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Since their introduction, achievements have frequently come under fire from fans and video game critics alike. Even now, over a generation on since they were first brought into the industry as accounts were popularised and online community aspects were pushed, the backlash against them remains ever strong.
The very idea of them seems to be scorned by a lot of major figures, especially John Bain and members of Polaris, with the very idea of them often being ridiculed. Many are argued to be unnecessary, to be a pointless addition which ultimately adds nothing to the experience and something which the industry never needed before now. However, I personally believe that this is not entirely true. While achievements have been mishandled certainly, there is a definite reason for them to exist and benefit developers of all titles.
It goes without saying that Final Fantasy is one of the biggest and most successful series on the market. Even after being repeatedly marred by the development team’s obsession over Final Fantasy XIII and a disastrous initial release of XIV, as a whole the franchise stands strong. While certainly having a fair number of dumb storytelling moments, you’ll find plenty of fans willing to defend just about any title in the series and put forwards genuinely good reasons why one in particular is a personal favourite.
Some enjoy how X dealt with the idea of religion, others enjoyed the more straight forwards adventuring tale of XII and how it tackled the subject of loyalty, and VII needs no explanation. This said, one in particular seems to have been constantly overlooked despite offering some surprisingly effective storytelling methods which hold up today: Final Fantasy II.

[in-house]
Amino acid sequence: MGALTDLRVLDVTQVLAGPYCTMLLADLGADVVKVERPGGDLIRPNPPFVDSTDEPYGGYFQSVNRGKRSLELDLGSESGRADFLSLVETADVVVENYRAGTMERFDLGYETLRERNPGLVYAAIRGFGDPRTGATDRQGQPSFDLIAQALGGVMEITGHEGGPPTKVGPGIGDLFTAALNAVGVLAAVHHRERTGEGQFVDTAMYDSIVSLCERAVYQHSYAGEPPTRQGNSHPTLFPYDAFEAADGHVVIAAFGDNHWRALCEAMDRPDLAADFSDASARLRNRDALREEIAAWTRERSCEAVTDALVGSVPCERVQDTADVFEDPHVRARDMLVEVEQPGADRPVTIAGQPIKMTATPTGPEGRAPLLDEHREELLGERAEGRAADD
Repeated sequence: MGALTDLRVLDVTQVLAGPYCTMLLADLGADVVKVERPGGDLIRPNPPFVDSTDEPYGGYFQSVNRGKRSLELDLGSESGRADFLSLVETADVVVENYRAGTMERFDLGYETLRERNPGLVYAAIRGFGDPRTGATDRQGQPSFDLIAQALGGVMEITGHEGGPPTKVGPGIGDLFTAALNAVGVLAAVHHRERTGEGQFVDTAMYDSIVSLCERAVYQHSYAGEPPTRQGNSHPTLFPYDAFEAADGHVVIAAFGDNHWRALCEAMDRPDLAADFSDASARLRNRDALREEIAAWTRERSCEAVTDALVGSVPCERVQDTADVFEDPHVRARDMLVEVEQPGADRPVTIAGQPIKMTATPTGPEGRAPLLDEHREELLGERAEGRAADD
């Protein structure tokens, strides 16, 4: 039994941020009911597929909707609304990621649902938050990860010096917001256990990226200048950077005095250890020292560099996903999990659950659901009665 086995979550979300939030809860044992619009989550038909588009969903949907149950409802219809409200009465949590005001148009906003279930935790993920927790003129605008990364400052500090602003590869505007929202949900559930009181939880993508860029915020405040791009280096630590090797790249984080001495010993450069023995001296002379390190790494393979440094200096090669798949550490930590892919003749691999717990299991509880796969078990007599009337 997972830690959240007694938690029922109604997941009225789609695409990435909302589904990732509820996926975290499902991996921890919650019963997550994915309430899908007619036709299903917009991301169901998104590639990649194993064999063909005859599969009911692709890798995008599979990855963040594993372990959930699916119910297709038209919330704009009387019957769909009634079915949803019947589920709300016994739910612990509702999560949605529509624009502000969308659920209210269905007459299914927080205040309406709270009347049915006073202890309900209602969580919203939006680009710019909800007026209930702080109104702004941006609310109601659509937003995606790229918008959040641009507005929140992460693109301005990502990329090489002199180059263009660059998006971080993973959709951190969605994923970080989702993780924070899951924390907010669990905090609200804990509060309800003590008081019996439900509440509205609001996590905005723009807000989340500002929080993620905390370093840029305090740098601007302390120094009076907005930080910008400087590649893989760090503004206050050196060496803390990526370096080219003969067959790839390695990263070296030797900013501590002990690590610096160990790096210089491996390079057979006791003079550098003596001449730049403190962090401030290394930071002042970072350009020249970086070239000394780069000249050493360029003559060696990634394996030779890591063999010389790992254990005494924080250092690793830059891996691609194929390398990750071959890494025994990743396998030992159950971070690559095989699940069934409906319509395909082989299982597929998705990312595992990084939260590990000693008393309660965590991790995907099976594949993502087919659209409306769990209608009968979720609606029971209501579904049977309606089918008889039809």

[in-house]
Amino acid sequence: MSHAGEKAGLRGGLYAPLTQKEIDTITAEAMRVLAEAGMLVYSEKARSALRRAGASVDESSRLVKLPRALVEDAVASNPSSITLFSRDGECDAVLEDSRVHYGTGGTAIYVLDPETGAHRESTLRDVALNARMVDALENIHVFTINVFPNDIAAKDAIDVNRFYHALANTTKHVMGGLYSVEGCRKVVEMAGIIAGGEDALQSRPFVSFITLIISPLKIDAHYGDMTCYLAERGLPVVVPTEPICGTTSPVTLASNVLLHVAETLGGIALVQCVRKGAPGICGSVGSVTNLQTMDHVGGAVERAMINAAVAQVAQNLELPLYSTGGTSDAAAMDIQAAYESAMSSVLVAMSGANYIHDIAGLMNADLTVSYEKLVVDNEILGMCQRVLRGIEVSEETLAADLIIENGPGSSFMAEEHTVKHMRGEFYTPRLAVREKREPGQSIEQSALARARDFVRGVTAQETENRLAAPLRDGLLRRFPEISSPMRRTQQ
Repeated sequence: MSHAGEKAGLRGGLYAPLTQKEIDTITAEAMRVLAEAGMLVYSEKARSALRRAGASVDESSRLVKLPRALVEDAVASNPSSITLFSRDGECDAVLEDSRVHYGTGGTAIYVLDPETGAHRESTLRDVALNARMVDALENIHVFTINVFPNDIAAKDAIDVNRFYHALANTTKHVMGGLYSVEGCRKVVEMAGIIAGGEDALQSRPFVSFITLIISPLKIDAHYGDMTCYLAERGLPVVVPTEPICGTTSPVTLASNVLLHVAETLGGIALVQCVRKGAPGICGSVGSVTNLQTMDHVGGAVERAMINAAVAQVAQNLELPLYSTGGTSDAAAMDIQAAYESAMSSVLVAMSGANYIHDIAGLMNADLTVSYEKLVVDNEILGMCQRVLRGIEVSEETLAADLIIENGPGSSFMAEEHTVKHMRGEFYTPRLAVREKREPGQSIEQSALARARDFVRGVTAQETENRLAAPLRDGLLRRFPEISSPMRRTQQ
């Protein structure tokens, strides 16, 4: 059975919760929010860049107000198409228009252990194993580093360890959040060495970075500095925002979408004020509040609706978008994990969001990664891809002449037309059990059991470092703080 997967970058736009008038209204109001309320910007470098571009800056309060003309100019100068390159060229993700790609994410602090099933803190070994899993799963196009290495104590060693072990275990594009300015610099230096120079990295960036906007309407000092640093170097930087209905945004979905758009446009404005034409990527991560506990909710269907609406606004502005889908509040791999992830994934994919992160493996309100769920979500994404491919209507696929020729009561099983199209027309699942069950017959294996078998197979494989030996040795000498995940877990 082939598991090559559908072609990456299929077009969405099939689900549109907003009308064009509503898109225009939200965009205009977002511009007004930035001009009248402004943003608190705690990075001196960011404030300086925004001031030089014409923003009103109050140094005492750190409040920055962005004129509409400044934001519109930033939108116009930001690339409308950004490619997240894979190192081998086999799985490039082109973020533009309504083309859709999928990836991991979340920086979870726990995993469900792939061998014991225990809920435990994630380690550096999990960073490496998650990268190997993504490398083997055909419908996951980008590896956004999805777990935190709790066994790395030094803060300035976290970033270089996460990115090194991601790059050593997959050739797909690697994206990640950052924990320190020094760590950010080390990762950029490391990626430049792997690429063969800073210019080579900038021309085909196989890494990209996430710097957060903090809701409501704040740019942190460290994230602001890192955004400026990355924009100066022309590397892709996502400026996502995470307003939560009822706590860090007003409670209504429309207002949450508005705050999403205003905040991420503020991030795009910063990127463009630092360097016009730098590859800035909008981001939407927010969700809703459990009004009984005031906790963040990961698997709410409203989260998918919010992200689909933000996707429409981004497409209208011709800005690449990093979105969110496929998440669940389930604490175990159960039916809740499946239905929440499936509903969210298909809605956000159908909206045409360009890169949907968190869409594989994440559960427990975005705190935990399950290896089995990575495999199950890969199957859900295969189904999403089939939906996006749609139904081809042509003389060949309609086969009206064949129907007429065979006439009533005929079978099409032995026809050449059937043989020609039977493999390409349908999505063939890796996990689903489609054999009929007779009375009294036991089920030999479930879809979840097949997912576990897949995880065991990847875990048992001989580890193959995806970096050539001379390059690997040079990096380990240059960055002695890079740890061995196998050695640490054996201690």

Before we truly get into the meat of this article there’s something which needs to be commented upon: Someone on the development team was obviously a fanboy of British sci-fi. It’s either that or they had one of the best casting teams ever attached to a project.
If you were to go into this, just booting up the game without looking up any new information, you might be a little surprised to hear Tom Barker’s booming voice serving as the narrator. A little surprising to say the least, but this was from the early 2000s, and Baker had worked on a few video games in that time. Of course, then you see Warren Ellis’ name being credited as the head writer, and in the following scene hear Paul Darrow and Glynis Barber discussing a new threat they face.
Of all the missteps ever made by Blizzard Entertainment, from balance problems in Starcraft to World of Warcraft’s increasingly convoluted lore, few failings stand out more than Diablo III. Released with the hype train pulling out all the stops to ensure a smash hit, sales for the title soured despite a decidedly mixed reception within its community. Some loved it for its core concepts, others hated it for the DRM policies and story, but now Blizzard seems to have fully devoted itself to answering the criticisms of its fans. At least on a mechanical level anyway.